On just a superficial level, many women are just not going to get it.  Usually if people look at me like I'm crazy and not much else is said, I just leave it at that.  I have seen and understand how the majority of women give birth and can understand where they are coming from.  I have also seen very difficult and trying births that leave them feeling out of control.  I wouldn't want to give birth that way either.  But, many people are also very interested in how I have done things differently, and those are always kind of fun conversations.  

One group of women that I have found have an interesting perspective are those who are in their 50's.  These women started having children as epidurals were being introduced.  You might strike up a conversation with some of them.  While many of them will fall into the epidurals are a wonderful blessing category, you may be surprised by the amount of women who actually don't get the whole epidural craze.  Another group that has sort of different view points are collage age women who are just started to explore what they think about these topics.  Both of these groups hold interesting opinions and ideas of what childbirth is or should be.  I think you may find it different than those who have already been through our current system.  

The last thing I would suggest is to use this time to learn the birth stories from the women who have come before you.  Women are truly amazing and I really feel like we are surrounded by angels from our own family when we are giving birth.  So while the women around you may not get it, I believe that there are those around us who have passed on, who know and understand who you are and want to help you during this time.  So you are not really alone in this.  This is not doctrine, but just my own personal thoughts and impressions.   So take that for what it's worth:)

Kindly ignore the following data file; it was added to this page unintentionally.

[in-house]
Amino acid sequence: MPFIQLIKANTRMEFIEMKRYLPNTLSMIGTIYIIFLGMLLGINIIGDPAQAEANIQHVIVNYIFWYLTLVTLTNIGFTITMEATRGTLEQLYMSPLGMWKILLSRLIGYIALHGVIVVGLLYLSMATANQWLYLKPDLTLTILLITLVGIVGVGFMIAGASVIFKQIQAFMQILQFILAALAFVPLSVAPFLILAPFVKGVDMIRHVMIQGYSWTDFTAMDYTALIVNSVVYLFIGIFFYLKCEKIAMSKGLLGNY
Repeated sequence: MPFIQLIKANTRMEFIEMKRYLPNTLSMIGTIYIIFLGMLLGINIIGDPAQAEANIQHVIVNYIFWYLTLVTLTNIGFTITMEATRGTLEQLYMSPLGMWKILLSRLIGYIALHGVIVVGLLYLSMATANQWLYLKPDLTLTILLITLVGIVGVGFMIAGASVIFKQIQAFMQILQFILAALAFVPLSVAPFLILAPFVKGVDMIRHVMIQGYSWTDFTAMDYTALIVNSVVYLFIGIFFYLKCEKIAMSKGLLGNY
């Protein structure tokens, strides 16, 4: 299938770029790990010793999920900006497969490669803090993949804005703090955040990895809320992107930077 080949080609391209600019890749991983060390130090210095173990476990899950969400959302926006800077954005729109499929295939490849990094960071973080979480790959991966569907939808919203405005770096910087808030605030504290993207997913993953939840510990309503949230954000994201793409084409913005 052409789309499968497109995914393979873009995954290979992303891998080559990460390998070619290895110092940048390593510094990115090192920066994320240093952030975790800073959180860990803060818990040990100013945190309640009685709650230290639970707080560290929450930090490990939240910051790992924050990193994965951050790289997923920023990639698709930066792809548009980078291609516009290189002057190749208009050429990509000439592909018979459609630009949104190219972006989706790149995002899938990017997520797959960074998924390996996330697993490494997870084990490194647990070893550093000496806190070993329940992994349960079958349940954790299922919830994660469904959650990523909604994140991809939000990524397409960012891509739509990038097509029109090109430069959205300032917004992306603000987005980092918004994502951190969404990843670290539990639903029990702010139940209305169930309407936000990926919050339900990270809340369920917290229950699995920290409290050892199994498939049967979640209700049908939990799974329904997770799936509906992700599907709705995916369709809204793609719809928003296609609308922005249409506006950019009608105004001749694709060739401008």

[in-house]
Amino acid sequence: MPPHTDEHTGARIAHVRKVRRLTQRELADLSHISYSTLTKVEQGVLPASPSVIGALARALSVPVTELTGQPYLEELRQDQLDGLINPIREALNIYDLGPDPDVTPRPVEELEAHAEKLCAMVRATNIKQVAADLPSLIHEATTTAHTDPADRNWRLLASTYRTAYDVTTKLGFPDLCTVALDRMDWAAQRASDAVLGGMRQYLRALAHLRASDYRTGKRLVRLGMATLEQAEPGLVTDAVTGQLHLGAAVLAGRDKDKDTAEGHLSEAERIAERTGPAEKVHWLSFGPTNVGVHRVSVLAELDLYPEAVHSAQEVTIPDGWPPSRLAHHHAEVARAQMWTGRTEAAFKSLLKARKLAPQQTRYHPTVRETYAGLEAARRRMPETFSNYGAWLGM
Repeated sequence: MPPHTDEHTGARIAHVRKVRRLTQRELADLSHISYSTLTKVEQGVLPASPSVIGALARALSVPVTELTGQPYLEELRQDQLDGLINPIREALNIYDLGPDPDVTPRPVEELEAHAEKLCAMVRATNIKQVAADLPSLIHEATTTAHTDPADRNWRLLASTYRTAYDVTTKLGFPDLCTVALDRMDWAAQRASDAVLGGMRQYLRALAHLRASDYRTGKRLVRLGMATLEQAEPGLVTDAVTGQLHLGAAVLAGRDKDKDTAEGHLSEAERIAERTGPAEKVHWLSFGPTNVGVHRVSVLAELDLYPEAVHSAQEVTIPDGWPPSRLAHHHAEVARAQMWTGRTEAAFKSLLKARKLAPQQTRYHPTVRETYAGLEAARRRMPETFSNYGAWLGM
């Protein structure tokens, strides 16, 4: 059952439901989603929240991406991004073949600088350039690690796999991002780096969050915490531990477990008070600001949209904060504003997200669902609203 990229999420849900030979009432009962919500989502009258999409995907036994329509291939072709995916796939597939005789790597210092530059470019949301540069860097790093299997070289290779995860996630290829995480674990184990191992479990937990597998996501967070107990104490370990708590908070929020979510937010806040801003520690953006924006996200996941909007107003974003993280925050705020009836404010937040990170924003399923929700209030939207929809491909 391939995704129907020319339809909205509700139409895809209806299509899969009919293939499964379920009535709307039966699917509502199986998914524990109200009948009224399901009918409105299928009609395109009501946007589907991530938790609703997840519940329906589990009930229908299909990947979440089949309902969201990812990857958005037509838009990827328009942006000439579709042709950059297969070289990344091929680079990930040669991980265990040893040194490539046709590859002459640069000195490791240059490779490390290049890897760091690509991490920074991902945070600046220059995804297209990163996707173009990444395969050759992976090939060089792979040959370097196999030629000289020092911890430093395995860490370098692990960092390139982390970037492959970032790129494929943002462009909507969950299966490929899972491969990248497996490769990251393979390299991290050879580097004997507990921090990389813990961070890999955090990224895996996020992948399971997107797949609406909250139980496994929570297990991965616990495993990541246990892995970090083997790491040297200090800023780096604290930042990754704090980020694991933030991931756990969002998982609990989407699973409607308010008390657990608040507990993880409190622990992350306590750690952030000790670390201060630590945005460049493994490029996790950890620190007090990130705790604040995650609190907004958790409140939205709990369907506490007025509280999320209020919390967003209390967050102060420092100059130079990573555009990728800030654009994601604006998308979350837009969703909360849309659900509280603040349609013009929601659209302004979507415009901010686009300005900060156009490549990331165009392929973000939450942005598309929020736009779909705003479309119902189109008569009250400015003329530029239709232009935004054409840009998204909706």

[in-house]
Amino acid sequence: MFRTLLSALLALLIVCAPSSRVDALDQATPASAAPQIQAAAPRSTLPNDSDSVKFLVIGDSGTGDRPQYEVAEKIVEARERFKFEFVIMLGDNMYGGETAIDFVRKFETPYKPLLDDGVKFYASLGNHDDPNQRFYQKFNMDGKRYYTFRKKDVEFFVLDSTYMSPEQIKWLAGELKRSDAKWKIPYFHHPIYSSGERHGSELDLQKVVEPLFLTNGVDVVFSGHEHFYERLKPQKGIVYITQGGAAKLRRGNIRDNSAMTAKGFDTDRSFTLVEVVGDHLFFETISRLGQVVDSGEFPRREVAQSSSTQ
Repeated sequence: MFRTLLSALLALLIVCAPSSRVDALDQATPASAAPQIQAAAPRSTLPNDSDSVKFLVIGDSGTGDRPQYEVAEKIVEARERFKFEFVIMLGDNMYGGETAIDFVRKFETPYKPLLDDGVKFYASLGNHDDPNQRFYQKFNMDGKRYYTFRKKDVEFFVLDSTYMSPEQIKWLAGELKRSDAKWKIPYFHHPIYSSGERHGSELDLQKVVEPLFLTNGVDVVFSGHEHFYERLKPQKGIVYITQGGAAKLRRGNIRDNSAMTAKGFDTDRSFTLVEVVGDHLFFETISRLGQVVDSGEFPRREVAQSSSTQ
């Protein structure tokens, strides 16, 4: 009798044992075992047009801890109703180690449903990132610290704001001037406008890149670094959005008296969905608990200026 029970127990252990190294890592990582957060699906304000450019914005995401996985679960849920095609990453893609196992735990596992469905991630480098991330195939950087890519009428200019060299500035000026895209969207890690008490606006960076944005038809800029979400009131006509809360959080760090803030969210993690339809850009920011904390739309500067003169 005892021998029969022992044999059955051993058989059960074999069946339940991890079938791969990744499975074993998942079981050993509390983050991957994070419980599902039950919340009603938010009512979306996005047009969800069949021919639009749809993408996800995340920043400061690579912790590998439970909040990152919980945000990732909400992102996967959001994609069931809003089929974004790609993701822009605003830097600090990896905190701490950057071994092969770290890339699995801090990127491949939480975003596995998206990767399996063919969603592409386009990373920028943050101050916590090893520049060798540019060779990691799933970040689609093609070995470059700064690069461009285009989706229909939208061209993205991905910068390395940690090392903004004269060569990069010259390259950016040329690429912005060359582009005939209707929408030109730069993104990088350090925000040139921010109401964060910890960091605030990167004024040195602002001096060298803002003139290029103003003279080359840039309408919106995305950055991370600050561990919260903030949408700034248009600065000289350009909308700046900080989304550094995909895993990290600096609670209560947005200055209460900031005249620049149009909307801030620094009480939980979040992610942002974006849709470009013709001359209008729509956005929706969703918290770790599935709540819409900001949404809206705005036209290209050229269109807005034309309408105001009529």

Brittany said...

I really like the response you wrote. I could have used this advice when I was preparing for my first birth when I lived in Utah. I'm not sure what it is about where I live now, but I have a lot of LDS friends here who have given birth without pain medication. I would love to be on your list of LDS birth bloggers. My blog is

Rachel said...

It's interesting because I live in Utah right now, but the area I live in is very pro-natural birth. But I know after working in three major hospitals here, that many, many women like pain medication:) I would be curious to know what other lds women have experienced, though, in their own birth culture:)

Enjoy Birth said...

You may want to also check out
too. It is a group of LDS women who are working together to make a spirituality and birth book. We are hoping to have it released in November! But there are great posts there and other LDS birth blogs too.

Brittany said...

I was at BYU when I had my first, and I think there is a very specific birth culture there because most of the moms who have had babies have only had them there, and most of the OBs practicing in Provo are very "old school" (I left an OB's practice and sought nurse-midwifery care in American Fork), and the OBs have little motivation to make their practice more choice-friendly because the majority of the patients are young and very compliant (I think the LDS culture embeds a certain "respect for authority" that a lot of people include doctors in)...but these are my impressions from the time I was there--I don't know if any changes may be going on there in the 3 years since I moved away.

Birth is a Journey: Does it have to be life changing?

  • One woman might have to climb on an overfilled boat, risking her life and nearly dying as she escapes over the ocean to come to this land. This experience could certainly be life altering. It may very well color the rest of her life, positively or negatively. (I overcame this amazing struggle and here I am triumphant! OR Holy crap, that was SO hard I don’t know if I can go on! By the way, neither response is “right”. No one would judge the woman with the 2nd response.)
  • One woman may buy an airplane ticket, sit on a comfortable 747 and fly to America with a nice smooth flight and landing. She is happy to be in America. Those welcoming her are glad she is here safe and sound. She may only travel by plane 2-4 times in her life, so it is pretty memorable. But the journey itself probably wouldn’t be life changing; it would simply be a journey.
  • One woman may learn to fly an ultra-light plane to lead a flock of geese into America teaching them to migrate. This experience could certainly be empowering and life altering.